Steve Stringer's "I Can Only Do Great Things If You Die" does heavy things. It's quirky, but it's so nice. It's an narrative, but it's really not. It's an elegy, but only kind of. Beautiful stuff.
J.A. Tyler seriously brings it with "You Sometimes Reverse Me." But really, the dude always bring it. I have no clue how to talk about my marriage. This little piece might help.
I really didn't like this poem. Cool epigraph though.
Amy Bergen's 181st and Cabrini rules. I love this speaker. Here are a few examples of why:
"I think I could stay and let the car shine right into me or go climb the gates of the George Washington Bridge or get my feet wet. I weigh too much to be a speedboat on the river"
"Human beings gum up the walkway with strollers and canes and bikes. Human beings are radiant."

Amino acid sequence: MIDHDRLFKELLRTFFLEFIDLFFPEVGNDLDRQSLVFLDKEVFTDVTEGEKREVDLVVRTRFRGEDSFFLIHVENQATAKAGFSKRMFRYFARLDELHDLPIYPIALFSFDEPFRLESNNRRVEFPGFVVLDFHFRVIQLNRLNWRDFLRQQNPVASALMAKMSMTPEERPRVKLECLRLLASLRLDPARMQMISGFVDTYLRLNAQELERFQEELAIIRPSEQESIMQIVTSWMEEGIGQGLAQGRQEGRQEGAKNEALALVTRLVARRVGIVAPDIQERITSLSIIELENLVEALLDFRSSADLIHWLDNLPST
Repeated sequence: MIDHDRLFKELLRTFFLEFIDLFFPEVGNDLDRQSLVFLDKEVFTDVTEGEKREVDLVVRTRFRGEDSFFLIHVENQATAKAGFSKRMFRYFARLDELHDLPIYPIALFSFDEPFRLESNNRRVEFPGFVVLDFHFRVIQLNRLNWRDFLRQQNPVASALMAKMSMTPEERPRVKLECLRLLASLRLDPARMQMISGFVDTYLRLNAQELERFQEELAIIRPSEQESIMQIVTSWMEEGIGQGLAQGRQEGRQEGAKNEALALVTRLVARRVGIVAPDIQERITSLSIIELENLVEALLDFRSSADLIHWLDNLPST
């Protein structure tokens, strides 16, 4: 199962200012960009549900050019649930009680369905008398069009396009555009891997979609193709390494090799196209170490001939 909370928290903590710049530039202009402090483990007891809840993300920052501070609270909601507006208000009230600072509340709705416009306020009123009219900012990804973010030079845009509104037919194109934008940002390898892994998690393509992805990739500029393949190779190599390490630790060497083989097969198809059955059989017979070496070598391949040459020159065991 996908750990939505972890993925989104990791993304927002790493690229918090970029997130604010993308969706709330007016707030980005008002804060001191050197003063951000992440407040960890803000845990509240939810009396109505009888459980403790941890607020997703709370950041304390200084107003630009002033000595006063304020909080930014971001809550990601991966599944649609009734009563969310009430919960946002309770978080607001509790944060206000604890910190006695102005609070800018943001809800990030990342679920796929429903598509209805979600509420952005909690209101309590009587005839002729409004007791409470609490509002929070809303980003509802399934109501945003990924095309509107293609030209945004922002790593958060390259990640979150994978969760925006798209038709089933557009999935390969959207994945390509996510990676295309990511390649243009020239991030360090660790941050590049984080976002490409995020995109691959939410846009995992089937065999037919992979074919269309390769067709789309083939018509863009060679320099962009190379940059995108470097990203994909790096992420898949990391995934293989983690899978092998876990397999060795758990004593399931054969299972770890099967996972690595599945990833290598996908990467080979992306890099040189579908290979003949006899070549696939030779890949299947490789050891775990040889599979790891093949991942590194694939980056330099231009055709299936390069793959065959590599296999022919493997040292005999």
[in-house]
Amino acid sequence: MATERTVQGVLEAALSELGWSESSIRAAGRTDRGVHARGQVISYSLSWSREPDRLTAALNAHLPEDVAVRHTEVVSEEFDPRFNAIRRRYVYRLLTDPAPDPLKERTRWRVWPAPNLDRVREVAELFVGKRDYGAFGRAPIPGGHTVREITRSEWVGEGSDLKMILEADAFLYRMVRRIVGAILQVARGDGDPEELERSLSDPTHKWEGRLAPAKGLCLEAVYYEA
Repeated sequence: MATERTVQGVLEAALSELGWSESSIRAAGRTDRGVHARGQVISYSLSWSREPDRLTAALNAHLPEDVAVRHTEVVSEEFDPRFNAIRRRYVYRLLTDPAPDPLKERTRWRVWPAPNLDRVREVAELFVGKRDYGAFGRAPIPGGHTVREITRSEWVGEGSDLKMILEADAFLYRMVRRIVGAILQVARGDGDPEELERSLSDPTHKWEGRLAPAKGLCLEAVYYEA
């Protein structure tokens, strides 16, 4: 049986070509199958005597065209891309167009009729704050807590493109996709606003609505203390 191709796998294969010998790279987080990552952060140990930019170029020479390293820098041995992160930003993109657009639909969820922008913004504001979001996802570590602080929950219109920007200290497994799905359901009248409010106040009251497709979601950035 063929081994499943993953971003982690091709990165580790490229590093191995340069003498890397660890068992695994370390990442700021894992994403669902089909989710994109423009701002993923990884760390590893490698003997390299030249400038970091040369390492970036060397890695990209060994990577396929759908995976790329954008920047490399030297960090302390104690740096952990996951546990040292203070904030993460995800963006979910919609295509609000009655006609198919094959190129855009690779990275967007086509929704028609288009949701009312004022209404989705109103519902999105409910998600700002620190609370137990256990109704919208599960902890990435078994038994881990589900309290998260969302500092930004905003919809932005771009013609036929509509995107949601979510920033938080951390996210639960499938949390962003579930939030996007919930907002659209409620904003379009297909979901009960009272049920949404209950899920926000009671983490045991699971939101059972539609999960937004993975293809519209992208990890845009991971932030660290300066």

"A gold spray-painted bicycle was chained to a Stop sign and I thought it was one of those bikes they put up where a cyclist has died, an angel bike, but probably it was a just a gold spray-painted bicycle."
Site Work by Scot Siegel paints a tiny picture and man it is tuff.
Woah just woah.
Remains by Jesus Castillo shouts "I am important AND beautiful."
HEY "This Is Not A Celebration of Our Fathers" WAS CHURNING SOME COOL BUTTER THEN BOOM THAT ENDING THING WANTED TO BE ALL DEEP AND TOUCHING AND I DIDN'T LIKE IT. THE REST THOUGH SERIOUSLY COOL.
Metropolitan Diary by Mike Topp is like a really good joke that somehow makes my head hurt. Ouch.
Ryan Ridge can talk about any part of the house any day.
Note to self: Write a poem using the word shtick. It won't be as cool as this one by Brian Beatty.
It's late and I can't really think of what to say about "Leaky Roof" by Philip Brooks, but I know I like this poem a lot a lot a lot and it uses exclamation points well. I don't know.